Former SA champion swimmer alleges he was sexually abused by Australian coach – report

Competitors in the Men's 50m Freestyle Final at the Rio 2016 Olympic Games on 12 August 2016 in Rio de Janeiro, Brazil.
Competitors in the Men's 50m Freestyle Final at the Rio 2016 Olympic Games on 12 August 2016 in Rio de Janeiro, Brazil.
PHOTO: Adam Pretty/Getty Images
  • Australian swimming coach John Wright is alleged to have sexually abused Anthony Rocchi for a period of six months in 1998.
  • Rocchi opened up about his experience after reading ABC News' exposé about Wright's history of alleged sex abuse.
  • Australian swimmer Shane Lewis, who died in February, is among those who alleged that he was sexually abused by Wright.

A former South African junior swimming champion has blown the whistle on Australian coach John Wright, alleging the trainer sexually abused him once or twice a week for six months in 1998.

Australia's ABC News reported last week that Anthony Rocchi was allegedly sexually abused by Wright, when Rocchi trained for an event in Durban at the time.

Wright trained children on the Gold Coast before moving to South Africa to coach children in Johannesburg.

Rocchi met Wright in Pretoria in 1991, when he was 11 years old.

In 1998, after taking a year off swimming to complete school, 18-year-old Rocchi decided to make a comeback to the sport.

ABC reported that Wright offered to train Rocchi, one-on-one, in Durban to prepare for the World Championships due to be held in Hong Kong.

'I was terrified'

Rocchi moved from his Johannesburg home to Durban.

"And so, John sat me down and said: 'Well, let's go for this, go for Hong Kong'," Rocchi told ABC News.

The former swimmer, now aged 41, detailed how Wright one Saturday invited him to his house in Durban, where they watched tapes of former Olympics and Commonwealth Games.

When the evening ended, it was dark and Rocchi could not return home. He figured he would just sleep on the couch, but Wright allegedly insisted that they share a bed.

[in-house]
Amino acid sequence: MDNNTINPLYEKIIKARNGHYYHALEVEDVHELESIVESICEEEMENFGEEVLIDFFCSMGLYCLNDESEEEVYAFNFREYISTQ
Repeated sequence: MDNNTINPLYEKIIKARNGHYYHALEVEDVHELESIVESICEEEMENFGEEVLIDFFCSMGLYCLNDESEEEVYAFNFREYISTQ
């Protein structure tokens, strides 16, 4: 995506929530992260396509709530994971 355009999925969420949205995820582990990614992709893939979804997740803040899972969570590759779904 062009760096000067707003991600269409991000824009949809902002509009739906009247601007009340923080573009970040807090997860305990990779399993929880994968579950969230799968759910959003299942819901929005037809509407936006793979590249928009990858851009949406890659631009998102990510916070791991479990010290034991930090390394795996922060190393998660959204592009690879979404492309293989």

"I told him that I don't share a bed with another man. But he persisted. And so I spent that whole night on the edge of the bed, almost falling off with him pressing himself against me.

"I was terrified. I was afraid. I was lonely. And I was a few months away from the most important race of my life," Rocchi said.

READ | Woman who laid rape charge against top swim coach wants Swimming SA to release investigation report

He alleged that, after that incident, Wright would drive him to his apartment after practices and would allegedly invite himself up to his room, where he would allegedly be sexually abused.

"If he stayed over, he would stay in the master bedroom. I would just get up, get dressed, and go to my room where I was living... and often just cry myself to sleep.

"He would abuse me before and after my swimming races, the trials for the World Championships. When I got to the trials, my psychological state was just so weakened that I couldn't post the same times that I had swum for four or five weeks prior."

Rocchi has spoken for the first time following an ABC exposé on Wright two weeks ago.

Two weeks ago, ABC News revealed that, before his death in February, Australian swimmer Shane Lewis told his friends and family that he was sexually abused by Wright.

ABC reported that, in 2016, Lewis complained to Swimming Australia about Wright, alleging that he was sexually abused at Brisbane's Chandler pool in the 1980s.